Bringing the John Murray Archive to the National Library of Scotland

By Caie, Graham D. | The Byron Journal, June 2006 | Go to article overview

Bringing the John Murray Archive to the National Library of Scotland


Caie, Graham D., The Byron Journal


Readers of The Byron Journal might wish to hear of the progress being made to bring the John Murray Archive (JMA) to Scotland. A substantial and very rich part of the Archive is the Byron material, and we at the National Library of Scotland (NLS) are very excited about this project. We are extremely grateful to the present John Murray and his wife who have always wanted their archive to come to NLS and who have given us a tremendous amount of help and encouragement. We are also greatly indebted to many Byron Society members for their support, especially Geoffrey Bond and Drummond Bone who are members of our Campaign Group.

A frequently asked question about this project is 'Why Scotland?'. To Byron scholars this may not be too difficult to answer, and, as a former pupil of Aberdeen Grammar School and erstwhile member of the Byron House of that school, I was brought up to claim Byron as a fellow Scot.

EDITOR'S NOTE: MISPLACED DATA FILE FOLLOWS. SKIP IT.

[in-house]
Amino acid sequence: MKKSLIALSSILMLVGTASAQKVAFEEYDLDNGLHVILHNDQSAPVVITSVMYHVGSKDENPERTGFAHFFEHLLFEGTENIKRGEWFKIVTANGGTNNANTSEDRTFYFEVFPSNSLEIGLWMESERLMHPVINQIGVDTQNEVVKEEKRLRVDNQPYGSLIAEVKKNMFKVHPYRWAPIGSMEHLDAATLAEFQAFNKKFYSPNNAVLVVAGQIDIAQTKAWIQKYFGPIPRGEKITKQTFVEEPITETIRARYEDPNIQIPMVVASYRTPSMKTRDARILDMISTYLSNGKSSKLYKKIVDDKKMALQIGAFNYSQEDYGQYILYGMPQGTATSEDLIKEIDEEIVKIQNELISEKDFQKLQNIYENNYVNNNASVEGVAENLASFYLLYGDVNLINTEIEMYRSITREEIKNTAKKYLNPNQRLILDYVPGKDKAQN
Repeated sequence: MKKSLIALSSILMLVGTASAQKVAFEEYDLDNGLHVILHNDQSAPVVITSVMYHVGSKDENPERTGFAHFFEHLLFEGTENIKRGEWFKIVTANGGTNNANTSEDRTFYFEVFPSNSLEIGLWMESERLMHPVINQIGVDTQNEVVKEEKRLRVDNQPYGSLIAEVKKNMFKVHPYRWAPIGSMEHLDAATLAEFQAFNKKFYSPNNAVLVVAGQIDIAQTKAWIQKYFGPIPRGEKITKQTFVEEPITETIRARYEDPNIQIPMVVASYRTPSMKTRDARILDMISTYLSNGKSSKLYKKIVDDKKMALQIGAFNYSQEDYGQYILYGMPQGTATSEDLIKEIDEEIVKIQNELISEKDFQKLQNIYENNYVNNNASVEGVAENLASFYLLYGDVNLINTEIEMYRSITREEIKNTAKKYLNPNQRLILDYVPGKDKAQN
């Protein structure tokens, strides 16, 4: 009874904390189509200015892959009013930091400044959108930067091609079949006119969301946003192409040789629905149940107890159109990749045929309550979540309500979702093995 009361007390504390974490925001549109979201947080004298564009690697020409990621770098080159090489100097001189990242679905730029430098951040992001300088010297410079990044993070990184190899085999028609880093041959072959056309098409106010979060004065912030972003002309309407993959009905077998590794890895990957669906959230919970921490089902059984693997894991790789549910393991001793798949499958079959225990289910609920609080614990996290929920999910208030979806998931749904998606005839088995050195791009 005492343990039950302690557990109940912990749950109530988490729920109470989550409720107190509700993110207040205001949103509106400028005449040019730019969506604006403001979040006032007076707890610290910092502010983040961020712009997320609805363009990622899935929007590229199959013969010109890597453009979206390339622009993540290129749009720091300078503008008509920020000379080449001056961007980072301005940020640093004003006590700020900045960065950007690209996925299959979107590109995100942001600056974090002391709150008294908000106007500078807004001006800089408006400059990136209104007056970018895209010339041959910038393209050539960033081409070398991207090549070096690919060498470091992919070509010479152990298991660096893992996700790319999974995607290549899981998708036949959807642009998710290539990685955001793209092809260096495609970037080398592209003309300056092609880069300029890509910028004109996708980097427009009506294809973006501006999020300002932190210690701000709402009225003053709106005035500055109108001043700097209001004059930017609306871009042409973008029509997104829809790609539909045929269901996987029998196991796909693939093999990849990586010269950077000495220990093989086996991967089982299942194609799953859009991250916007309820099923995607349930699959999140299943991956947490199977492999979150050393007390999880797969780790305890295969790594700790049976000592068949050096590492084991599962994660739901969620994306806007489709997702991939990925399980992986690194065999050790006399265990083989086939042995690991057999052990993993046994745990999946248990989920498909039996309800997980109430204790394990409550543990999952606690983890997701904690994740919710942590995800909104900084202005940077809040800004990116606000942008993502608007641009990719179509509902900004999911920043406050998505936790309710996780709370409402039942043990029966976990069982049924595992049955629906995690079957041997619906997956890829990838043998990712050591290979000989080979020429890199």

The National Library of Scotland

To reinforce the link between NLS and the Archive a brief overview of the Library itself might be in order. The Library of the Faculty of Advocates was established in Edinburgh in 1689 and subsequently became a legal deposit library. As such this was not only a collection of legal books, but reflected the wider cultural and intellectual interests at the time of the Scottish Enlightenment. Keepers of this library in the eighteenth century included Thomas Ruddiman and David Hume, who described the post of Keeper as 'a genteel office though of small revenue'. Advocates such as James Boswell and Walter Scott, as curators, helped to administer the collection, which Scott described as 'more than princely'. Carlyle, who was a fervent supporter of the library, said it was the greatest resource for learning in Scotland, as indeed it is today.